FORMAL STRATEGY

G

Reorganize program around a central space to generate a public gathering area. O

E

G Remove gallery’s center facing wall to create framed window for “city as art” and side wall for connection to education space. O

E

G Raise gallery and education spaces off of the ground to minimize impact on site and to allow for bridge connection to museum across the street. E O

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SITE PLAN

A.C. Powell Plaza

Public Park

Bridge Connection

W Harlem Studio Museum

125

th

Str e

et

N 74


MAIN LEVEL PLAN

4 6 5

3 3 1

2

7

1

8

1 2 3 4

Gallery Gathering Space Bathrooms Office

5 6 7 8

Archive Closet Terrace Bridge

N

LONGITUDINAL SECTION

75


76


77


78


08 FORMWORK LIBRARY EXTENSION Fall 2013 Studio Critic: Julio Salcedo Fernandez, AIA As a liminal intervention, this project focuses on the creation of a third space defined by the identity of two unrelated, adjacent libraries. An initial analysis sought to redefine each building through diagrams of space and connections. The specificity of form comes from the movement of interior space, each side projecting a different type of circulation to encourage a variation of speed and experience. The main level is a combination of stairs and ramps as means of both fast and slow movement. The presence of old and new means of knowledge allow visitors to experience the transition of libraries into the future. The roof is designed as a public space removed from the street level, though still connected to interior program.

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SPATIAL MATRIX

80


81


FORMAL STRATEGY

Formal Arrangement from Old Library

Formal Arrangement from New Library

Formal Arrangement of New Extension

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MAIN LEVEL PLAN 10

2

3

4

1 2 3 4 5 6 7 8 9

8

10 11

7

Plaza Main Entry Help Desk Light Well Balcony Landing Stepped Seating Circulation Ramps Information Kiosks Old Library New Library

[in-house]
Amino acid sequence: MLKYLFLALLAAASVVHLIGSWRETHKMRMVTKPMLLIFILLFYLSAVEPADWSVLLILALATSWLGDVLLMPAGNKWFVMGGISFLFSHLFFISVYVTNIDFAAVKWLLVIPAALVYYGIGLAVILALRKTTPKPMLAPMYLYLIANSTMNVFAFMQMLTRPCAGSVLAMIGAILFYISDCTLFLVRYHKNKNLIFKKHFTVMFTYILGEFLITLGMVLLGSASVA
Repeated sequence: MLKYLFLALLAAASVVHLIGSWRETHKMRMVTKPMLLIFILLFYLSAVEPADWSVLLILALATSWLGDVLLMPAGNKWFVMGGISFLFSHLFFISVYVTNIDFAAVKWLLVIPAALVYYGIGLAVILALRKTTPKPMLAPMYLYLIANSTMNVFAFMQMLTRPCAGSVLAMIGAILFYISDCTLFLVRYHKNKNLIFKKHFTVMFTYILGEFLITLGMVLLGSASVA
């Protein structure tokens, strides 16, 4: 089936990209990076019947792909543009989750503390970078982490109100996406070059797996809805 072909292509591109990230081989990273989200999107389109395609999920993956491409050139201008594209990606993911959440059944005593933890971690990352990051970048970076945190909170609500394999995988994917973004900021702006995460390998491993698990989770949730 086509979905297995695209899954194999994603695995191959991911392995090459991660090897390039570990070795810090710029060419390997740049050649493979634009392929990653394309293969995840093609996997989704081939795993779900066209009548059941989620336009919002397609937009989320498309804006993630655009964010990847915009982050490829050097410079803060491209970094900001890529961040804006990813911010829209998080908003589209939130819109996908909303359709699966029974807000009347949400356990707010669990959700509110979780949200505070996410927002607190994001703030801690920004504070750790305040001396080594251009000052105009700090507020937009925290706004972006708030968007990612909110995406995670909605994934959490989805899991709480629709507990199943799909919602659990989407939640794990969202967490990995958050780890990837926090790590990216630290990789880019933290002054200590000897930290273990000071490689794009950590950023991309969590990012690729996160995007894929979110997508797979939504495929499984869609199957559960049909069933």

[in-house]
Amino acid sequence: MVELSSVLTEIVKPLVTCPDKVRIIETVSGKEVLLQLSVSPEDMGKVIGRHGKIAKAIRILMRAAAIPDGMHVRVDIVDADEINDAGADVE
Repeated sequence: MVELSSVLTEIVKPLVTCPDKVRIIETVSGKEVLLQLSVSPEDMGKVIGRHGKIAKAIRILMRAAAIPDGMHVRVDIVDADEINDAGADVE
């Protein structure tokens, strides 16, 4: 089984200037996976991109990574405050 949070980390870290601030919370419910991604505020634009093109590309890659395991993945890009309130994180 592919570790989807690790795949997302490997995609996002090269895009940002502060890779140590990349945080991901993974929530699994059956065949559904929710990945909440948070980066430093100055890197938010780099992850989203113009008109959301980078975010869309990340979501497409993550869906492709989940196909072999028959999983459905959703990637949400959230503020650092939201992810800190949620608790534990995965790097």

5

7

6

7 8

Tablet Station (typ.)

Traditional Bookshelf (typ.)

1

9

11

1

N 83


LONGITIDUNAL SECTION

Roof Seating [for reading + events]

Old Library

Main Extension

Ground Level Cafe

84


Public Event Space

New Library

85


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09 THE TRENCH OF LIGHT WWI MEMORIAL COMPETITION Summer 2015 Through the iconic identity of trench warfare, the Trench of Light reflects on the tragedies of the Great War and creates a charged space of reflection for visitors. The trench consists of two walls as a tactile memory to the legacy of the American troops. Stainless steel panels engraved with stars, categorized by the then-existing 48 states and District of Columbia, honor those who fought during World War I. Additional panels highlight significant battles and the participation of women and minorities. The opposing wall of concrete units replicates the sandbag and undulates for places of rest and repose along the path. The flattened site improves the connection between the memorial and the surrounding urban context. With public plazas at the edges, the main memorial trench cuts through like a scar on the American conscience. The removal of existing parking extends the sidewalk to increase views to the U.S. Capitol. Plazas at the east and west edges dialogue with adjacent urban spaces and welcome visitors with the Pershing Statue and his namesake wall on one side and the Bald Eagle Memorial and the additional wall to the other. The space between the trench and site edge are treated as No Man’s Land, blocked off from entry, to enhance the experience of the trench and create a safety barrier for guests. Red poppies stand as an annual symbol of remembrance throughout. The Trench of Light is a symbol of bravery and an enduring beacon to those who fought during World War I.

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SITE DIAGRAMS

MEMORIAL PATH

Public Sidewalk

MEMORIAL WALL

MEMORIAL PATH

Memorial Wall

NO MAN’S LAND

NO MAN’S LAND

No Man’s Land

TOPOGRAPHY WALL

EXISTING STATUES + BENCHES

Benches + Statues 88

Main Memorial Path